Evelyn Mbiza struggles with a wheelbarrow laden with multiple five litre containers filled with water while her eight-year-old child follows behind carrying another container as the two head home after spending several hours queuing for the precious liquid at a local borehole in Malbereign, a medium-income suburb in Harare, the Zimbabwean capital.
For 26-year-old Mbiza, despite the heavy rains that have pounded this Southern African nation, tap water has become a scarce commodity as local authorities constantly cut water supplies in the capital claiming to be doing maintenance work.
“It’s sad; all dams are full of water while we have no water here. It’s humiliating to be queuing for water at boreholes when you are living in the city,” Mbiza told IDN.
Early this year, tropical cyclone Dineo hit parts of Southern Africa, including Zimbabwe, and the heavy rains flooded dams and lakes, apparently sounding good news to many Southern Africans like Mbiza who had endured years of water rationing.
Their situation has not, however, changed. Many taps in Zimbabwe’s towns and cities – and also in other countries in the region – have remained dry, prompting the emergence of backyard water dealers cashing in on the crisis.
“We buy water from vendors when we don’t get it from boreholes sunk here,” said Mbiza.
Contributing to the water crisis in the Zimbabwean water crisis is the decade-long obsolescence of the pumping equipment at the city’s water works.
“Since 1958, the equipment at the [Morton Jaffray] water works has never been replaced and over the years it has aged, with some pipes here now often bursting as they fail to withstand the water pumping pressure, leading to the now usual water cuts,” a top water engineer at Harare City Council told IDN, speaking on condition of anonymity for professional reasons.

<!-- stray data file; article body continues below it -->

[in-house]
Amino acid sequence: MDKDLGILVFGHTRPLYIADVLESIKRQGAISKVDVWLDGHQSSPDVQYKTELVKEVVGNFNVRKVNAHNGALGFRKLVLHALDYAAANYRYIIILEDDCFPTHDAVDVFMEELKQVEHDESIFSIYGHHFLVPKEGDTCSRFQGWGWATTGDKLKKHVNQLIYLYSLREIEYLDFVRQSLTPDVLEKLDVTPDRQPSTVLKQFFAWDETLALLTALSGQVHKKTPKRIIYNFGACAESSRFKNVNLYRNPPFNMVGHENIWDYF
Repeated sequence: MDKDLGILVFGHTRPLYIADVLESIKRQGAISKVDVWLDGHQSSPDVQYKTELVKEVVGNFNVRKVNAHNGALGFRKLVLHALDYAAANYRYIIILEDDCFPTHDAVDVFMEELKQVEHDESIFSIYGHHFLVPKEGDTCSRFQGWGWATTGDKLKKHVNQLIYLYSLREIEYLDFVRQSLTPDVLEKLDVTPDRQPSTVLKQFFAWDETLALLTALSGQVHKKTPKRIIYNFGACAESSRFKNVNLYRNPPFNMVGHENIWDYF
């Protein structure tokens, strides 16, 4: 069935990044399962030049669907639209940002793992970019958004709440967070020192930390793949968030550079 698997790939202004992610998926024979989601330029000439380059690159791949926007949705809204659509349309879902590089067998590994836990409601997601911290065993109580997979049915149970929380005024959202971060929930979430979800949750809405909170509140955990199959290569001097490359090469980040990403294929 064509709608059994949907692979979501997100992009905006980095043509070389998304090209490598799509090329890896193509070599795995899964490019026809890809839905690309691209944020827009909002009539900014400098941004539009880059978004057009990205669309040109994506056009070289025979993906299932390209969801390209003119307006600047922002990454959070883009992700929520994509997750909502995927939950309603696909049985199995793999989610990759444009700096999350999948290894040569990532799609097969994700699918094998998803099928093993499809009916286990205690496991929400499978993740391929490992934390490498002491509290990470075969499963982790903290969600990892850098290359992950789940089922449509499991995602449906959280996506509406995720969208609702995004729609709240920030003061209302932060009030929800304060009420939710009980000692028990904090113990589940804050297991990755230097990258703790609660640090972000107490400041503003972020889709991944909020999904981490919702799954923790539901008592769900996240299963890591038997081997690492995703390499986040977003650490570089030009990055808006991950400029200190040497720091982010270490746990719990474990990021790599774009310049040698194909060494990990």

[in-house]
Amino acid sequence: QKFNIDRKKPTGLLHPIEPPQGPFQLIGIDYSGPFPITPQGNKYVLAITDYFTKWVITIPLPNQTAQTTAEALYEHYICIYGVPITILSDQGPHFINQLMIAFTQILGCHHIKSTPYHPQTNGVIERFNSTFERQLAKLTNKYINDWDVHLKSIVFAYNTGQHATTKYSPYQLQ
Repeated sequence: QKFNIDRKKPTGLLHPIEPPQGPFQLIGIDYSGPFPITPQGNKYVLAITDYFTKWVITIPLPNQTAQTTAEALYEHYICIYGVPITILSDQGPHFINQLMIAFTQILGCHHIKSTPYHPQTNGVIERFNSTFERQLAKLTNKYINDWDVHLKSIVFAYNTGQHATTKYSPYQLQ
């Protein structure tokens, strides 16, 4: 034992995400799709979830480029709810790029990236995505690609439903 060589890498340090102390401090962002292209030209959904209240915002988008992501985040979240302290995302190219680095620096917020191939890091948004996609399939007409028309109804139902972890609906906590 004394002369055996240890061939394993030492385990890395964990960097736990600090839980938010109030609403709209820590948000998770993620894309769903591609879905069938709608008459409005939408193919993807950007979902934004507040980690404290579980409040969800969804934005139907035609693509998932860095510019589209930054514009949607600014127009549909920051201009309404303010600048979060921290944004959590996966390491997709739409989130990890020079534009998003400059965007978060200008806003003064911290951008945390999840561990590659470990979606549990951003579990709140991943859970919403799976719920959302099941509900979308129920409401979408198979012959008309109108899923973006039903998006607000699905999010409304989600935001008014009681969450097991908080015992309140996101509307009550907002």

Further north of Zimbabwe, in August last year, Malawi’s water crisis had reached alarming proportions as it hit the country’s major cities and towns. For the Lilongwe Water Board (LWB) which serves the country’s capital, shortages there have been the result of low levels of water in Lilongwe River, which is the main source of the city’s water.
“As we have been saying, the water problem that has hit hard the city isn’t our fault,” LWB public relations officer Bright Sonani told journalists last year. “This is due to climate change … We had inadequate rain last season and that led to the lowering of water levels in our water sources and that’s why we have been encouraging our customers to use the available water wisely until the problem is over.”
For Mozambique, east of Zimbabwe, water supply in the Greater Maputo Metropolitan Area, which encompasses Boane district and the cities of Maputo and Matola, also experienced severe water rationing in January this year, following a drop in the water levels of Umbeluzi River and the water reservoir at the Pequenos Libombos dam in the former Portuguese colony.
Last year, residents in the Angolan capital Luanda had also begun to experience water shortages, pushing them – like Mbiza and other Zimbabweans – to depend on water vendors.
At the time, Angola launched two major projects to double the capacity of water supply to achieve one million cubic metres of water in the country’s capital. “At the moment, we have approximately 430,000 cubic metres, which is not enough,” Joao Baptista Borges, Angola’s minister for energy and water, told Reuters last year.